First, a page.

June 9, 2014
On Monday, June 9, on behalf of the White House Rural Council, U.S. Department of Agriculture (USDA) Secretary Tom Vilsack announced Local Foods, Local Places, a new initiative that will provide direct technical support to rural communities to help them build strong local food systems as part of their community’s economic action plans. USDA, the U.S. Environmental Protection Agency (EPA), the U.S. Department of Transportation (DOT), the Appalachian Regional Commission (ARC), and the Delta Regional Authority are together investing $650,000 in the program to help create more livable places by promoting local foods.
Local Foods, Local Places will provide direct technical support to select communities to help them develop and implement action plans promoting local food and downtown revitalization. A team of agricultural, transportation, environmental, and regional economic experts will work directly with the selected communities to develop comprehensive strategies that use local food systems to meet their specific needs. Additionally, communities in the Appalachia and Delta regions are eligible for financial assistance to help implement their action plans.
Applications to the Local Foods, Local Places program are due July 15, 2014.
The program is based in part on a joint USDA-EPA-ARC Livable Communities Initiative in Appalachia through which five towns received funding to develop local food systems.
The White House Rural Council held a briefing on the new initiative today, headlined by Vilsack and Secretary of Transportation Anthony Foxx.
Speaking of the new initiative, Secretary Vilsack highlighted the economic opportunities that local food systems provide for rural communities.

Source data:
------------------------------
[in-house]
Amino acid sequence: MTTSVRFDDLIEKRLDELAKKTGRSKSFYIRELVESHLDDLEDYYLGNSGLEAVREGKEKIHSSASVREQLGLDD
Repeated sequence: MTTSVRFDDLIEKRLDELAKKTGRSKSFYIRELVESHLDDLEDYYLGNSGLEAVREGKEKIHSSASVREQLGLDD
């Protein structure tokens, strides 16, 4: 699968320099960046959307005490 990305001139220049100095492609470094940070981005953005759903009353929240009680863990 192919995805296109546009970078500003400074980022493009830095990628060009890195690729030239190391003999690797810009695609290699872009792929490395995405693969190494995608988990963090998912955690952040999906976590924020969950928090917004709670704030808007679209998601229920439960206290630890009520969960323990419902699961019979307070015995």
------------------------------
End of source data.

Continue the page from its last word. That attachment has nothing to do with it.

“Buying locally is one of the best things a community can do to grow its economy. Partnerships like Local Food, Local Places help rural leaders develop strategies for promoting farm products grown by people right in their own communities. The demand for local food is growing rapidly nationwide, creating more opportunities for American farmers and ranchers and growing the entire country’s rural economy.”
Eligibility and Criteria
All communities in the United States are eligible to apply, and particular consideration will be given to areas served by the Appalachian Regional Commission, areas served by the Delta Regional Authority, federally-designated Promise Zones, and USDA-designated StrikeForce counties. Special consideration will also be given to communities that are in the early stages of developing or restoring local food enterprises and creating economically vibrant communities.
Applications will be evaluated on their commitment to USDA’s Seven Strategies for Economic Development, the HUD-DOT-EPA Partnership for Sustainable Communities’ Livability Principles, as well as their potential for success in the following program areas:
How to Apply
Communities should submit a letter of interest that describes their needs and goals related to local food, downtown revitalization, and traditional neighborhoods. Letters may be submitted by any community representative, including representatives of local government and nongovernmental organizations. In their letter of interest, communities are strongly encouraged to demonstrate the support of a local or regional development organization or a local community college or organization.
Letters should be submitted by email to Ed Fendley at email@example.com, and applicants should include “Local Foods, Local Places” and the name of the community in the email’s subject line. Letters of interest are due July 15, 2014.